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Dr. Salwa Tayel (Brucellosis)

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1 Dr. Salwa Tayel (Brucellosis)
21/1/2008 Dr. Salwa Tayel (Brucellosis)

2 Family and Community Medicine Department
Brucellosis By Dr. Salwa Tayel Associate Professor Family and Community Medicine Department King Saud University 21/1/2008 Dr. Salwa Tayel (Brucellosis)

3 Dr. Salwa Tayel (Brucellosis)

4 Dr. Salwa Tayel (Brucellosis)
Introduction Brucellosis is primarily a disease affecting animals. It can be transmitted to humans. Brucellosis is a major health and economic problem in many parts of the world . It is an old disease, Sir David Bruce, isolated the causative agent from a soldier in Malta in 1886 It remains the commonest zoonotic disease worldwide. Dr. Salwa Tayel (Brucellosis) 21/1/2008

5 Magnitude of the problem
Globally: More than new human cases of brucellosis annually Associated with substantial residual disability An important cause of travel-associated morbidity. Dr. Salwa Tayel (Brucellosis) 21/1/2008

6 Dr. Salwa Tayel (Brucellosis)
Bioterrorism CDC has declared Brucella as one of three major bioterrorist agents (anthrax, tularemia, brucella) the epidemic potential the absence of a human vaccine the drawbacks of current vaccine strains in animals the efficiency of aerosol infection the expense required for the treatment of human brucellosis patients the financial impact of brucellosis in society. Dr. Salwa Tayel (Brucellosis) 21/1/2008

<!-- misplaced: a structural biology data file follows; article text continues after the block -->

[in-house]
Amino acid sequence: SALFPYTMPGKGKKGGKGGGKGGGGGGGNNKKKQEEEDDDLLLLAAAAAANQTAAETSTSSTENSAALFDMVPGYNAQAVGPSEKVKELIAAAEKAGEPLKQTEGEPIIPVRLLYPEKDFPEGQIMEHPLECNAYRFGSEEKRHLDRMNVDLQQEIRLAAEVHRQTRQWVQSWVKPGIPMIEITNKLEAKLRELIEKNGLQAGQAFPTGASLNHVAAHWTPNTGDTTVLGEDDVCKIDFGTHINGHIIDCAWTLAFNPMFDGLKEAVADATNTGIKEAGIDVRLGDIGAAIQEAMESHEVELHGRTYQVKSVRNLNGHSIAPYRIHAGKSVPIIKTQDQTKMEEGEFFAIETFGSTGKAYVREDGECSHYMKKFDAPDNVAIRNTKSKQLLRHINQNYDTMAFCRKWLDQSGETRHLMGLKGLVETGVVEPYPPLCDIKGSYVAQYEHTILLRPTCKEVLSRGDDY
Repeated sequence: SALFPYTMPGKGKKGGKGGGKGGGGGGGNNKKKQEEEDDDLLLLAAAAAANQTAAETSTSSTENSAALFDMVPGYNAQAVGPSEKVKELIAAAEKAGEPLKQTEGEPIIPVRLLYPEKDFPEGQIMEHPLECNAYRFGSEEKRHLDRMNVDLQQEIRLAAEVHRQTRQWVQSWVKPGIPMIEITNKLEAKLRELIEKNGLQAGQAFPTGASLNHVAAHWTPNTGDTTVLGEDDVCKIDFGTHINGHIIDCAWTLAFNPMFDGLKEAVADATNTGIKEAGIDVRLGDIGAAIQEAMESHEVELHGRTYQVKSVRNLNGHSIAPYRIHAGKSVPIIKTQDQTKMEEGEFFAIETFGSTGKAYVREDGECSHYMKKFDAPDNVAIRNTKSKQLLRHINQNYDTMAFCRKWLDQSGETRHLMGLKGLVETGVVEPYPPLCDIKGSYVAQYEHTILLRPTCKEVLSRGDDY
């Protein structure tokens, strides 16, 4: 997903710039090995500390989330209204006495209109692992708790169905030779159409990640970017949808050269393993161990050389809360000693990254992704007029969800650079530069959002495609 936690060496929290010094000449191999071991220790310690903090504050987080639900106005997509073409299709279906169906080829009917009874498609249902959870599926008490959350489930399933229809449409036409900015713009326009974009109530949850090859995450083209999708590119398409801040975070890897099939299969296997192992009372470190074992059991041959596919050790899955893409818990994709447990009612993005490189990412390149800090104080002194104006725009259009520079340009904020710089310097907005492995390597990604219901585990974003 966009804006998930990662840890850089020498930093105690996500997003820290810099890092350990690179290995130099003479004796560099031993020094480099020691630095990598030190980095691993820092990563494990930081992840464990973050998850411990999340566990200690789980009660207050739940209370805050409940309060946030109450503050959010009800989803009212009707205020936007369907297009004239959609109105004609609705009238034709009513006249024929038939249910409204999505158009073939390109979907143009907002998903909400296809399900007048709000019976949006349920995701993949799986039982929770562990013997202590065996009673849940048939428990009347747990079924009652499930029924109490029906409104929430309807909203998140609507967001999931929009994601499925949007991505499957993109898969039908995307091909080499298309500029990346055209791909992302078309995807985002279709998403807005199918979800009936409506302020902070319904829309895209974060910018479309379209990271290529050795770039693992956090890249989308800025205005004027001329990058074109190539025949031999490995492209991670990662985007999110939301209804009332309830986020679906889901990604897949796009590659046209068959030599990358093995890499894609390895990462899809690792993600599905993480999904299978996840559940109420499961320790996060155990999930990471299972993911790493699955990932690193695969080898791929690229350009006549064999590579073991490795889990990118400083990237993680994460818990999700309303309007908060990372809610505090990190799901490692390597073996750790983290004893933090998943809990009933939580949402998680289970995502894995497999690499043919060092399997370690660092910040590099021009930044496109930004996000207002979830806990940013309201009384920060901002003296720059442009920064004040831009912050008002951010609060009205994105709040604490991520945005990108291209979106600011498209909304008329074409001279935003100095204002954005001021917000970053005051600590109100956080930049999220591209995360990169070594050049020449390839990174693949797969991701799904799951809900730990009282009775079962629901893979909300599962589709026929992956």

7 Other animal species affected
Etiologic Agent: Brucella species Human disease Other animal species affected Natural host Species Less severe Wild animals, water buffalo, camels Cattle Brucella abortus Severe Wild ruminant cattle Sheep and Goat & camel Brucella melitensis ( except biovar 2) Various wild species Swine Brucella suis Benign None Dog Brucella canis Dr. Salwa Tayel (Brucellosis) 21/1/2008

8 Dr. Salwa Tayel (Brucellosis)
Resistance of brucella Heating at 60ºC For 10 minutes Phenol 1% For 15 minutes Direct sunlight In a few hours Milk For several days (till the milk turns sour) Fresh cheese For 3 months Tap-water For 57 days Human urine For 1 week Dust For 6 weeks Damp soil For 10 weeks Animal feces For 100 days Dr. Salwa Tayel (Brucellosis) 21/1/2008

9 Dr. Salwa Tayel (Brucellosis)
The new global map of human brucellosis 2006 Dr. Salwa Tayel (Brucellosis) 21/1/2008

10 The new global map of human brucellosis
The global epidemiology of human brucellosis has drastically changed over the past decade. because of various sanitary, Socioeconomic, political reasons the evolution of international travel. Dr. Salwa Tayel (Brucellosis) 21/1/2008

11 The new global map of human brucellosis
Countries traditionally considered to be endemic -e.g. France, Israel, and most of Latin America, Now, they achieved control of the disease. New foci of human brucellosis have emerged, particularly in central Asia Dr. Salwa Tayel (Brucellosis) 21/1/2008